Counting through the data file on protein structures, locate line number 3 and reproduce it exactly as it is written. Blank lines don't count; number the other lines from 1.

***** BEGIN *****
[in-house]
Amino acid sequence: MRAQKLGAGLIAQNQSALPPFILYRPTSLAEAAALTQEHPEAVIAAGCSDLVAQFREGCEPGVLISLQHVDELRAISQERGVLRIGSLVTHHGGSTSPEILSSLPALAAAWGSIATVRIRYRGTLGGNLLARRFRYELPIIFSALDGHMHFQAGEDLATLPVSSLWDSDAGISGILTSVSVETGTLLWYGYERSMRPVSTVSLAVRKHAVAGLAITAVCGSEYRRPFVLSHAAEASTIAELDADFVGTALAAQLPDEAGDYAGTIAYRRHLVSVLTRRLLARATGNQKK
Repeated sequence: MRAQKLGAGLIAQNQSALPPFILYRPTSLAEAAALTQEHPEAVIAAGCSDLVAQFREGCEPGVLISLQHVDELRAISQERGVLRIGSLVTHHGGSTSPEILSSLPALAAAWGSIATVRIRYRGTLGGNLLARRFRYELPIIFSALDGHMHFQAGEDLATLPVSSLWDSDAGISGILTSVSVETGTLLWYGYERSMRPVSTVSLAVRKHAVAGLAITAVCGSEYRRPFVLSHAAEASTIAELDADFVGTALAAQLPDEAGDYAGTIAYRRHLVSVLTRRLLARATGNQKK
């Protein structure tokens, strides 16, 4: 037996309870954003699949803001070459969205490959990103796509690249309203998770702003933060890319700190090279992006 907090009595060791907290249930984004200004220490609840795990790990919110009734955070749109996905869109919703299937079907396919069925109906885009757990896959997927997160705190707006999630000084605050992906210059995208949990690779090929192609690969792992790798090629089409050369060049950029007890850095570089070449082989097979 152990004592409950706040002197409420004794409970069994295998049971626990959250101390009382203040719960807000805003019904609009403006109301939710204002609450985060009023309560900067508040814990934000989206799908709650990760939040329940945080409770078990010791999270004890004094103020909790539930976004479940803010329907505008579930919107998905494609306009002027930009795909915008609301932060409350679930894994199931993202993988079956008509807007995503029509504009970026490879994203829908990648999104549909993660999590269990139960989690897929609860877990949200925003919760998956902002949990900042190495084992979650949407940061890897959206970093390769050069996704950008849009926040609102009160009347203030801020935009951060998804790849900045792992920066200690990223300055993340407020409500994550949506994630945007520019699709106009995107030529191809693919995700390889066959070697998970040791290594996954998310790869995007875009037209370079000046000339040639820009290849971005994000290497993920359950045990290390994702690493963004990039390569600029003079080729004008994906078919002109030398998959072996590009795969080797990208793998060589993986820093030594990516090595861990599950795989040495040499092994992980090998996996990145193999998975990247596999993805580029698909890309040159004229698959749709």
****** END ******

Repeated sequence: MRAQKLGAGLIAQNQSALPPFILYRPTSLAEAAALTQEHPEAVIAAGCSDLVAQFREGCEPGVLISLQHVDELRAISQERGVLRIGSLVTHHGGSTSPEILSSLPALAAAWGSIATVRIRYRGTLGGNLLARRFRYELPIIFSALDGHMHFQAGEDLATLPVSSLWDSDAGISGILTSVSVETGTLLWYGYERSMRPVSTVSLAVRKHAVAGLAITAVCGSEYRRPFVLSHAAEASTIAELDADFVGTALAAQLPDEAGDYAGTIAYRRHLVSVLTRRLLARATGNQKK